Chinese volunteers help cement Africa ties

By Huang Hongxiang and Ye Huang Source:Global Times Published: 2018/8/28 19:13:45

One of my Kenyan friends used to tell me that Africa does not need volunteers. He and many others would argue that instead of donations and short-term international volunteers, international investment, technology and professional talent is more likely to help the continent turn prosperous. Even worse, sometimes some international volunteers feel they are the saviors of Africa while they are only "consumers" of Africa's poverty when they click photos with poor children and put that out on social media.

I understand the criticism of international volunteering and volunteer tourism in Africa, and I agree that volunteering might not be an effective way to actually contribute to this continent. However, seeing the current challenges of China-Africa engagement, I would argue Chinese volunteering in Africa might be an important approach for more sustainable Sino-African relationship.

With the 2018 Forum on China-Africa Cooperation (FOCAC) taking place soon, encouraging more Chinese volunteers to go to Africa and promoting youth engagement is what I deem necessary on the agenda.

Having been travelling in 11 African countries since 2013, I'm always amazed that even in the most remote rural area, there are volunteers from America, Europe and signs of their contribution, such as a well providing water in a desert village, an orphanage building for homeless children, or a greenhouse generating income for single mothers.

This makes me recall that when I was studying for my master's degree in international affairs at Columbia University, half of my American classmates had Peace Corps experience and had been sent as US volunteers to Africa, Latin America and so on for some time.

Have these Western volunteers uplifted the local African community from poverty or drought or gender inequality? No. However, I see the effect of their efforts.

First, some locals have been able to improve their living conditions with help from the volunteers. They can't stop appreciating the international volunteers and donations.

Second, the international volunteers create people-to-people exchange. Locals build their understanding of those countries based on the real people they know; the volunteers would go back to their home countries and help others understand Africa.

Finally, these international volunteers, usually young people, would continue to develop their career helped by the experience they acquired. They may become scholars studying Africa, could work in international companies that operate in the continent, may join international NGOs and continue working on African development, or may become diplomats handling relations between their home country and African nations. In short, these international volunteers would become a source of talent for their home countries' global engagement.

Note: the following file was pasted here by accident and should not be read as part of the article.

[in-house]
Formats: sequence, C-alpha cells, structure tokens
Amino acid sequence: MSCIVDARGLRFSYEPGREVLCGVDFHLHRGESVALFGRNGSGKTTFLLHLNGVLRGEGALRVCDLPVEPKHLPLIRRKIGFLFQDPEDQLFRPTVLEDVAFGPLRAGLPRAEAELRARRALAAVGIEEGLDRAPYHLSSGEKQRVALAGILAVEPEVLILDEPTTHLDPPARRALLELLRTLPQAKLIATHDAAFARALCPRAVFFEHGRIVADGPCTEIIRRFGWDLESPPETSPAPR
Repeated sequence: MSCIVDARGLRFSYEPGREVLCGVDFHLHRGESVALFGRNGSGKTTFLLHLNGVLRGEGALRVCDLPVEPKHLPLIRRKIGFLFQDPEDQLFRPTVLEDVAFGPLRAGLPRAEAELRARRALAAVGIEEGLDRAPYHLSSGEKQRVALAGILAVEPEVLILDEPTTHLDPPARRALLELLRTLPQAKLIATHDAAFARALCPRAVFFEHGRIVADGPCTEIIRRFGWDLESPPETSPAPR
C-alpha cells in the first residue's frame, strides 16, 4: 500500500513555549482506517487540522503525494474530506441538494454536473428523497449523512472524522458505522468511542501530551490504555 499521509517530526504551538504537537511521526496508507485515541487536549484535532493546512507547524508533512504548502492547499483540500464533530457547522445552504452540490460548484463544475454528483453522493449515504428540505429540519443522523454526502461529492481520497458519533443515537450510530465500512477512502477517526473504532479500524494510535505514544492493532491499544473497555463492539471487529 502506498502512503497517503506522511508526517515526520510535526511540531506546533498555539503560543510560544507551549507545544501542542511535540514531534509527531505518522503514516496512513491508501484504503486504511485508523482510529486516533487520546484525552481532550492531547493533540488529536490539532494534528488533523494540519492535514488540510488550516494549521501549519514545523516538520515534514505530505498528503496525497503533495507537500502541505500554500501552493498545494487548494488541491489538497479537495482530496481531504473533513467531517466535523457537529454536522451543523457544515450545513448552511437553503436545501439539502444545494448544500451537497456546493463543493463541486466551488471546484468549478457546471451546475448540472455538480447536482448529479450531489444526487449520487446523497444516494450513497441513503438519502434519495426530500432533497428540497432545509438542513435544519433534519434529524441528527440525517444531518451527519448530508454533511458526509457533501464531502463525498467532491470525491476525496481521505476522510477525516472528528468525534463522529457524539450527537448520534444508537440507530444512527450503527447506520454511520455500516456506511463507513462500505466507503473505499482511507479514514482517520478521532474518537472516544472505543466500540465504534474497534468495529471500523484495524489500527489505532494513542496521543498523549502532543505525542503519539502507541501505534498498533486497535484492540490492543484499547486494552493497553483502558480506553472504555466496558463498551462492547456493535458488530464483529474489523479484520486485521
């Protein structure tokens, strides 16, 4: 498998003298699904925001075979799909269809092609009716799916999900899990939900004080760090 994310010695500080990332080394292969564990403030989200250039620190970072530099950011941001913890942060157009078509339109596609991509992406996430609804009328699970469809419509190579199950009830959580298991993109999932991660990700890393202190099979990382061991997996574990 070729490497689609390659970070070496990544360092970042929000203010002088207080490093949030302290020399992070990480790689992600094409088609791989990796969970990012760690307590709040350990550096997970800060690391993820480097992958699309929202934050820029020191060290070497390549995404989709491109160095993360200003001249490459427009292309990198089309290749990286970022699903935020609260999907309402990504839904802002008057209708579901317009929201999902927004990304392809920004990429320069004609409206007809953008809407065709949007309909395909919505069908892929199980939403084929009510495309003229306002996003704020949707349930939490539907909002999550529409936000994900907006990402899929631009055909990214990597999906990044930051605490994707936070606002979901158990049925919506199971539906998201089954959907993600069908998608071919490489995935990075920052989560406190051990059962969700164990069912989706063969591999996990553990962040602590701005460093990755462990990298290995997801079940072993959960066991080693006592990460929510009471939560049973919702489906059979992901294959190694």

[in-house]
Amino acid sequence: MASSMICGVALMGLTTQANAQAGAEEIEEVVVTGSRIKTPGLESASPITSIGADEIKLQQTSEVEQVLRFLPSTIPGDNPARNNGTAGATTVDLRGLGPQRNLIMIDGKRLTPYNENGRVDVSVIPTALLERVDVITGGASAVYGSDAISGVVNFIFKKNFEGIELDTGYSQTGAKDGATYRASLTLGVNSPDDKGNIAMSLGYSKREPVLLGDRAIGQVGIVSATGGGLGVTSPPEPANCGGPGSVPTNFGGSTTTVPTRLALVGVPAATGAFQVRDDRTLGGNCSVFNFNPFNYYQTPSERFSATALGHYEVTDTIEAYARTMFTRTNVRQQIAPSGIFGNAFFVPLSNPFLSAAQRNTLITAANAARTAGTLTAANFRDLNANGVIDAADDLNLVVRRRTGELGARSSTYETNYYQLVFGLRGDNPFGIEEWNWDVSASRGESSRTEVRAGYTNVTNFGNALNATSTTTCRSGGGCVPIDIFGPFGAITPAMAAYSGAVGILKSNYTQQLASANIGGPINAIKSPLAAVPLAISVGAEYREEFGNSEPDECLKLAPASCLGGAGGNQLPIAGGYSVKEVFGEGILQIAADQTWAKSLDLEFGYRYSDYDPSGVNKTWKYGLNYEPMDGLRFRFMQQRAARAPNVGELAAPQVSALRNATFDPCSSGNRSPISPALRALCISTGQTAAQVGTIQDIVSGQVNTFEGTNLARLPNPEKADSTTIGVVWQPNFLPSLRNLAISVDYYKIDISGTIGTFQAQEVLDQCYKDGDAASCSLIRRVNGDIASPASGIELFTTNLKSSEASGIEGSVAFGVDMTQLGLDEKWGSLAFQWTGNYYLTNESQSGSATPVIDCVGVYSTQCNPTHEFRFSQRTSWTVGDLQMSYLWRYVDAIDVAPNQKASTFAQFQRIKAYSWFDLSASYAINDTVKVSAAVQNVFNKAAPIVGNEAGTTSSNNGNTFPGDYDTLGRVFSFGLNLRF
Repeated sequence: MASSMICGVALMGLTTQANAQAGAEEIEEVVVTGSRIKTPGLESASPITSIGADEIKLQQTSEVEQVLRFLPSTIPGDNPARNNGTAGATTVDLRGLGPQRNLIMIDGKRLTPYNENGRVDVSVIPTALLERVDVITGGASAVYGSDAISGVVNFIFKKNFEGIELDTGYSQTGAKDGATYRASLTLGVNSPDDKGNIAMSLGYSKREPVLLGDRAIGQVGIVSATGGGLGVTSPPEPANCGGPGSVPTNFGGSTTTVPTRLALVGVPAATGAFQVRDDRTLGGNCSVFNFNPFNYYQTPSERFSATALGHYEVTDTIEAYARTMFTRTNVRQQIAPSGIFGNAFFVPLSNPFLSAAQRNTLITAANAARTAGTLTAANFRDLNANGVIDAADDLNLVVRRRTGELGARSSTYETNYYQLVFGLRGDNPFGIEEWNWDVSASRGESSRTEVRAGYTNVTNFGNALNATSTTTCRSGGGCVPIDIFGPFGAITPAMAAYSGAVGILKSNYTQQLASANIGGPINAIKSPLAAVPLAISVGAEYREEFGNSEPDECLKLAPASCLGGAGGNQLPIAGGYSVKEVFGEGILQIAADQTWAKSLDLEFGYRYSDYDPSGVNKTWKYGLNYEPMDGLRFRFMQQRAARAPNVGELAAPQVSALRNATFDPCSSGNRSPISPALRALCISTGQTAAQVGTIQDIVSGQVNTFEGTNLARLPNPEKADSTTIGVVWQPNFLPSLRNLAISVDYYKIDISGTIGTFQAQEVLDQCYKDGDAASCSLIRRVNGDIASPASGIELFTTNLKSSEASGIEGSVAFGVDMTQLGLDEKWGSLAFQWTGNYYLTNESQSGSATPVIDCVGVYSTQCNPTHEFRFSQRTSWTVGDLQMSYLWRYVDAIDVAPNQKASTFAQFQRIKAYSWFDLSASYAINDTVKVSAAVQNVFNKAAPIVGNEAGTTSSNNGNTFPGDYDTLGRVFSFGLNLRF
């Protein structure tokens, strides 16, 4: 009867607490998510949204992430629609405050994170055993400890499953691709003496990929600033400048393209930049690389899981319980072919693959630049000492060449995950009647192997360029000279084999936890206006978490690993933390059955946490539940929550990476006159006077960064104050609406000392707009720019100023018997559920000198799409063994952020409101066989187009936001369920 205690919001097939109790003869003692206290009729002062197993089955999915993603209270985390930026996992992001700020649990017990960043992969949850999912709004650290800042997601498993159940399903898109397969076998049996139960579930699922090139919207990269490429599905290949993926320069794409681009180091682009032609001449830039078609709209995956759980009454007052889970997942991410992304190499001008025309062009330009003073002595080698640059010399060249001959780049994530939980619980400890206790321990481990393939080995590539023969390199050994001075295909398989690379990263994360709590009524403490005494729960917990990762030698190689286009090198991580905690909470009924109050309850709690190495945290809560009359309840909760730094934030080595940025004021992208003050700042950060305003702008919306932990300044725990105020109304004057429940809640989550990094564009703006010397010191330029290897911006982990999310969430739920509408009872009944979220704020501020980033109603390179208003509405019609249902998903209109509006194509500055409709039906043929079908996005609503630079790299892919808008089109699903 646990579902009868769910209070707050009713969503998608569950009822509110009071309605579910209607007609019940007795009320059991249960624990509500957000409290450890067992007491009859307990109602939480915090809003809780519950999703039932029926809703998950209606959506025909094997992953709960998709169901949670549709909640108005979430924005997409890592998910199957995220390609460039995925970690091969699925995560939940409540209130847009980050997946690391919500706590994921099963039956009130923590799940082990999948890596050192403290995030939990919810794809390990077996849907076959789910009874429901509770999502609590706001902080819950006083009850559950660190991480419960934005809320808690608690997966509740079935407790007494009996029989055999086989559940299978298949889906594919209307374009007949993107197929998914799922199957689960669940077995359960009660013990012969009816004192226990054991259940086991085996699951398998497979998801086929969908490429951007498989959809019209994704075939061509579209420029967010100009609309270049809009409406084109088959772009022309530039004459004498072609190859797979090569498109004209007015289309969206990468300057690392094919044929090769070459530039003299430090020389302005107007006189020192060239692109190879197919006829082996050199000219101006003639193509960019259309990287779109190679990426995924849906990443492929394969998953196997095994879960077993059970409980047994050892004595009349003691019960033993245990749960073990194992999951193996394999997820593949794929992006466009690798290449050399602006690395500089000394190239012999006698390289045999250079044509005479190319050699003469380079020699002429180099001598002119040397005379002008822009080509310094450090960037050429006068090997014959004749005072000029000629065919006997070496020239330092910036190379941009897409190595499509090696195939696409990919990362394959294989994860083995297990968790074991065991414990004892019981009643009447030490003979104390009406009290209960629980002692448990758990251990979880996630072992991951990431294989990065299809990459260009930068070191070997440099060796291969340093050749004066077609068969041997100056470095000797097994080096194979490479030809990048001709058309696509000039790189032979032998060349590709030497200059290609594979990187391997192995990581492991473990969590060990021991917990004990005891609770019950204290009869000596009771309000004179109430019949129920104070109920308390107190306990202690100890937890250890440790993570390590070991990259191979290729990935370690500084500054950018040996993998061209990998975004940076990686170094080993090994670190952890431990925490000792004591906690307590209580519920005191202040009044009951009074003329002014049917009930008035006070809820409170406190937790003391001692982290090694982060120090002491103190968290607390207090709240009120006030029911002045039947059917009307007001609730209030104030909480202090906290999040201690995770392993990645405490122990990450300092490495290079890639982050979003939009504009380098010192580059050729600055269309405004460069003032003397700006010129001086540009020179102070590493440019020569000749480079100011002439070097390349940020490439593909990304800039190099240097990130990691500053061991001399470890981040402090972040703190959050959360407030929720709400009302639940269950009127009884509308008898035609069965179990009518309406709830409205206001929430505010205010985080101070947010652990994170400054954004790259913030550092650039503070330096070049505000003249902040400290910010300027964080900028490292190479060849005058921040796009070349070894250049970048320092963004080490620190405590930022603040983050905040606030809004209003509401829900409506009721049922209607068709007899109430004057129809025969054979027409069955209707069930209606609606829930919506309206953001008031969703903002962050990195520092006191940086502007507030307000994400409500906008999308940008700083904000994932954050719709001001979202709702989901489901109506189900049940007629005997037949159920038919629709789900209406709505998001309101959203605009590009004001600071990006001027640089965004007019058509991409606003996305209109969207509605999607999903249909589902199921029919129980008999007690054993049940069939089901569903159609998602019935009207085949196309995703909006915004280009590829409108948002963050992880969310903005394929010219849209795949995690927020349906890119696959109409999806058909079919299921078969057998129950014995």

Today China has enormous economic influence in Africa. Yet people-to-people exchange and cultural integration of Chinese business has been a challenge recognized by both sides. Due to lack of understanding of the local society, Chinese businesses run into social and environmental challenges all the time; due to lack of understanding of China and Chinese culture, Africans harbor many misunderstandings about the Chinese and sometimes this leads to fear and resentment.

We could not expect Chinese businessmen in Africa, whose main motivation is profit, to spend much time in people-to-people exchange, nor could we expect older Chinese businessmen who do not have good language skills to bridge the communication gap with locals who have little background knowledge of China. Chinese volunteers in Africa can be a vital bridge between the two communities.

Knowing Chinese volunteers are so rare in Africa, since 2014, our organization China House has sent a few hundred of them to the continent for different projects: wildlife conservation, education, women empowerment and so on.

Many locals would tell us that our Chinese volunteers are the first Chinese people they actually communicated with, despite the fact that there may be tens of thousands of Chinese residents in these countries. From such interaction, these locals get to bust stereotypes such as "all Chinese eat dogs."

Chinese volunteers have become the eyes and ears of their families and friends. Through sharing thoughts and photos on social media, writing up articles, making small documentaries and organizing sharing activities back in China, they have helped Chinese people around them to better understand a real Africa, which is very different from what Wolf Warrior 2 has portrayed.

While Chinese volunteers have not changed Africa, they have been changed by Africa. Some of the young Chinese who came two or three years ago have enrolled into development studies and Africa studies; some have joined Chinese companies and are being sent back to Africa; others have decided to start their own NGOs to help African women groups sell handicrafts back to China. And I have reasons to believe that they have become an important group for Africa and China to better understand and work with each other in the future.

Huang Hongxiang is the founder of China House. Ye Huang is the Volunteer Program manager of China House.


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